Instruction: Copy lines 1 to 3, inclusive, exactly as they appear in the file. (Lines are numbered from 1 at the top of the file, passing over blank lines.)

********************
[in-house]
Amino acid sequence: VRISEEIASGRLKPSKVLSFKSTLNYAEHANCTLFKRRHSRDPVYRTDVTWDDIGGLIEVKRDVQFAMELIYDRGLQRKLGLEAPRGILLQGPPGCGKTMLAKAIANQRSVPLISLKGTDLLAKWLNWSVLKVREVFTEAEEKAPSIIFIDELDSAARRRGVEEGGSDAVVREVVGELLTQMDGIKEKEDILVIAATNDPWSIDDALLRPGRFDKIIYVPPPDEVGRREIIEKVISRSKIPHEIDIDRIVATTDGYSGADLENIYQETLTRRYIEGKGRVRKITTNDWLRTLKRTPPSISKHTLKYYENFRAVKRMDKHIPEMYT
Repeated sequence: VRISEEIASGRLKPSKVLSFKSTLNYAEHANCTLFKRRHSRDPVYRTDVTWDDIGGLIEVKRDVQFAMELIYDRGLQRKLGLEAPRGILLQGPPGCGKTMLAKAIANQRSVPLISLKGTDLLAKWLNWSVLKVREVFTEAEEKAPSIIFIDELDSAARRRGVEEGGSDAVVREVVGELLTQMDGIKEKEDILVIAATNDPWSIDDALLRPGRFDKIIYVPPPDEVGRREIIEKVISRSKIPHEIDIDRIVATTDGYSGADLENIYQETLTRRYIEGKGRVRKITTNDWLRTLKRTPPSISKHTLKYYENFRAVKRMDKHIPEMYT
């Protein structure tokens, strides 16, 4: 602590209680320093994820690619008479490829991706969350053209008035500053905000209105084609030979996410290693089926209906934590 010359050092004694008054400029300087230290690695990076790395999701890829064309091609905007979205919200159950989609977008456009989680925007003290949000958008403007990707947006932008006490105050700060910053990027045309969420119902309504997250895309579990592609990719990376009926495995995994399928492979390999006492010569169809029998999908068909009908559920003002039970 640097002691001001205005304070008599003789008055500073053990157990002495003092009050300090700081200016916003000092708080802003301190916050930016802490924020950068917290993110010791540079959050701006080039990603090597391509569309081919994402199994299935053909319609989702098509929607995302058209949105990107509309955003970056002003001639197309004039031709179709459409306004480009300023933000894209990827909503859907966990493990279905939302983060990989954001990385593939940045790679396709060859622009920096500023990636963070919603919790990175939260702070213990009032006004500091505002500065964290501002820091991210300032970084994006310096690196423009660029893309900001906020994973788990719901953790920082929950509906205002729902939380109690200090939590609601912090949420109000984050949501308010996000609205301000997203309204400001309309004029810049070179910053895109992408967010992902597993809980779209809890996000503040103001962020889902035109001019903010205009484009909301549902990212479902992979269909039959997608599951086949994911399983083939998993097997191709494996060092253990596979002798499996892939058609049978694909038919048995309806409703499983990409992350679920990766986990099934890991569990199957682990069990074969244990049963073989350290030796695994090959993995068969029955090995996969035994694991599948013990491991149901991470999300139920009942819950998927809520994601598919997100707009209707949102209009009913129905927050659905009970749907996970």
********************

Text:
[in-house]
Amino acid sequence: VRISEEIASGRLKPSKVLSFKSTLNYAEHANCTLFKRRHSRDPVYRTDVTWDDIGGLIEVKRDVQFAMELIYDRGLQRKLGLEAPRGILLQGPPGCGKTMLAKAIANQRSVPLISLKGTDLLAKWLNWSVLKVREVFTEAEEKAPSIIFIDELDSAARRRGVEEGGSDAVVREVVGELLTQMDGIKEKEDILVIAATNDPWSIDDALLRPGRFDKIIYVPPPDEVGRREIIEKVISRSKIPHEIDIDRIVATTDGYSGADLENIYQETLTRRYIEGKGRVRKITTNDWLRTLKRTPPSISKHTLKYYENFRAVKRMDKHIPEMYT
Repeated sequence: VRISEEIASGRLKPSKVLSFKSTLNYAEHANCTLFKRRHSRDPVYRTDVTWDDIGGLIEVKRDVQFAMELIYDRGLQRKLGLEAPRGILLQGPPGCGKTMLAKAIANQRSVPLISLKGTDLLAKWLNWSVLKVREVFTEAEEKAPSIIFIDELDSAARRRGVEEGGSDAVVREVVGELLTQMDGIKEKEDILVIAATNDPWSIDDALLRPGRFDKIIYVPPPDEVGRREIIEKVISRSKIPHEIDIDRIVATTDGYSGADLENIYQETLTRRYIEGKGRVRKITTNDWLRTLKRTPPSISKHTLKYYENFRAVKRMDKHIPEMYT